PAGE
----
Police Scotland cyber kiosks 'could be unlawful'

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Image caption,
The technology gives police the ability to override passwords on mobile phones

The introduction of technology allowing the police to gather data from mobile phones or laptops looks set to be delayed following concerns its use may be unlawful.

Police Scotland has spent hundreds of thousands of pounds buying 41 "cyber kiosks" - which can override passwords - from an Israeli firm.

The plan was to deploy them around the country next month.

But concerns have been raised that using the technology could be illegal.

The digital forensic devices can rapidly search electronic devices to look for evidence, helping police at the early stage of investigations.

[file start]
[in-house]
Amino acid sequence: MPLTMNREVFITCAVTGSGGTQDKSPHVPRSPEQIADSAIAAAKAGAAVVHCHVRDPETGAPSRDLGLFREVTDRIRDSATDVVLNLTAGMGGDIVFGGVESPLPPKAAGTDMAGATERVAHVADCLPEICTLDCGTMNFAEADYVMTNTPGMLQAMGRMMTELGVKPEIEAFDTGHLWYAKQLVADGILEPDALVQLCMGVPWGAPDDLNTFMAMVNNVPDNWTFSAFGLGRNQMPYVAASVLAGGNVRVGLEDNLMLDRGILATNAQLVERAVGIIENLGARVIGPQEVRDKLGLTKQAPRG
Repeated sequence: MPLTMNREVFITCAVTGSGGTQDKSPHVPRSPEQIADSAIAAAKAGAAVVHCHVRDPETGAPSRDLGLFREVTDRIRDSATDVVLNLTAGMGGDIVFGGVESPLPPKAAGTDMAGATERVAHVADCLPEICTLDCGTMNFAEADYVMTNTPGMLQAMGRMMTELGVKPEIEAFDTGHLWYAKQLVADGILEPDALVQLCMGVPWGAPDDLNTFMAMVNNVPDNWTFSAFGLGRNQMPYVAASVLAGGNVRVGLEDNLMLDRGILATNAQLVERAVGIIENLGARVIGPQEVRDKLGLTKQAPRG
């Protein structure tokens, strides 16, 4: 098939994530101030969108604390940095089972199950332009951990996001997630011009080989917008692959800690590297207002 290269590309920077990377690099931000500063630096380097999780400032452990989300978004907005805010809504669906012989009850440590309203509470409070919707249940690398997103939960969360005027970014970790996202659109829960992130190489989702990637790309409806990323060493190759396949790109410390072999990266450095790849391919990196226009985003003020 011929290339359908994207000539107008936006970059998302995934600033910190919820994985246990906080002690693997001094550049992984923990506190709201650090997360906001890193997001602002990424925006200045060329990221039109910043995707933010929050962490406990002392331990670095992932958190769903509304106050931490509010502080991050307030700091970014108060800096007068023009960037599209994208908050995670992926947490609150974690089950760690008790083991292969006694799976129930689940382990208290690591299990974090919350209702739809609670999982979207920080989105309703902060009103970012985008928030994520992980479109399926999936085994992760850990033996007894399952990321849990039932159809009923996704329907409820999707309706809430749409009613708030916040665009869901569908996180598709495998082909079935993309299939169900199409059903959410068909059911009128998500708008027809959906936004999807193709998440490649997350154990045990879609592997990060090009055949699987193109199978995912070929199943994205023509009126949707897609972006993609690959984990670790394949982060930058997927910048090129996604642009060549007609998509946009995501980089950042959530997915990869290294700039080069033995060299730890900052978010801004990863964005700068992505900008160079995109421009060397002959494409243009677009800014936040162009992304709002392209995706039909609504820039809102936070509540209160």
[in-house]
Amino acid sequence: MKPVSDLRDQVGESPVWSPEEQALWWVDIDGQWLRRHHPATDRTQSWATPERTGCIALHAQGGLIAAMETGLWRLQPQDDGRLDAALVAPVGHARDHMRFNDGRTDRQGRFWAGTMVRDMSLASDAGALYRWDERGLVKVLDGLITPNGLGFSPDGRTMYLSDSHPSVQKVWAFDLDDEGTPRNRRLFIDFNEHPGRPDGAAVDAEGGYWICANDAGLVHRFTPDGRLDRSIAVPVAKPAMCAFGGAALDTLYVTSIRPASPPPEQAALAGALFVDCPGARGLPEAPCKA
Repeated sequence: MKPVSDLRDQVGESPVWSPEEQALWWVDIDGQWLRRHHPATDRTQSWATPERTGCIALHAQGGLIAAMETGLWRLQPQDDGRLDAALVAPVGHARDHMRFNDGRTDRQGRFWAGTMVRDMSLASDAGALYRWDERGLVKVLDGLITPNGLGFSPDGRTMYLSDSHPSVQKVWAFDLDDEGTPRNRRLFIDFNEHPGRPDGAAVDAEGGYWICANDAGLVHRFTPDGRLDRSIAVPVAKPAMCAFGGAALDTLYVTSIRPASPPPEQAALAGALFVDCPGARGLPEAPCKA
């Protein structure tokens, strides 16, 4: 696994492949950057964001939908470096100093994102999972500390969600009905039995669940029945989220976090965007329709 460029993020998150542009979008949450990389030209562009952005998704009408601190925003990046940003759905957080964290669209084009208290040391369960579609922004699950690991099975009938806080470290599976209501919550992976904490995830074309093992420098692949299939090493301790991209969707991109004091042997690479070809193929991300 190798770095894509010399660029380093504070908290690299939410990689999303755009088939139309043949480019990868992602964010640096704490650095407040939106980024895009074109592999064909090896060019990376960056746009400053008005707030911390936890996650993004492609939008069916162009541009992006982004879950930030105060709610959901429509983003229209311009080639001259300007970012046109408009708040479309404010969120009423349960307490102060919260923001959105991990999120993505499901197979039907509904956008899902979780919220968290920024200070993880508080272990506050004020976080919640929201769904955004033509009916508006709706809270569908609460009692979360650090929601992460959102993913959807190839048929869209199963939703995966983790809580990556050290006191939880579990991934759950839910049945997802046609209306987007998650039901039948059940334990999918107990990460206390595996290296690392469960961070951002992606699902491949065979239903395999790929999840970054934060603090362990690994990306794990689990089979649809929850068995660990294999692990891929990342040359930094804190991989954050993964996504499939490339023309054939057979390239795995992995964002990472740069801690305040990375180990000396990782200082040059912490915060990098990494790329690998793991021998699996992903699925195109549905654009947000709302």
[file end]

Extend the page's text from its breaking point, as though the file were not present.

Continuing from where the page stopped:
Right to privacy

Trials have already been undertaken in both Edinburgh and Stirling.

But the UK Information Commissioner, senior lawyers, MSPs and the Scottish Human Rights Commission all believe that giving officers the ability to bypass passwords on mobile phones to access data could be against the law.

The justice sub-committee on policing has heard significant concerns about the legal basis for the kiosks' use from both the Information Commissioner's Office and the Scottish Human Rights Commission.

The concerns focus around the right to privacy, the type of personal data that can be accessed, such as biometric data, the legal basis for accessing it, and arrangements for data security.

The officer in charge of the programme said he was satisfied cyber kiosks were lawful but agreed that rolling them out across the country would be "foolhardy" until the concerns had been addressed.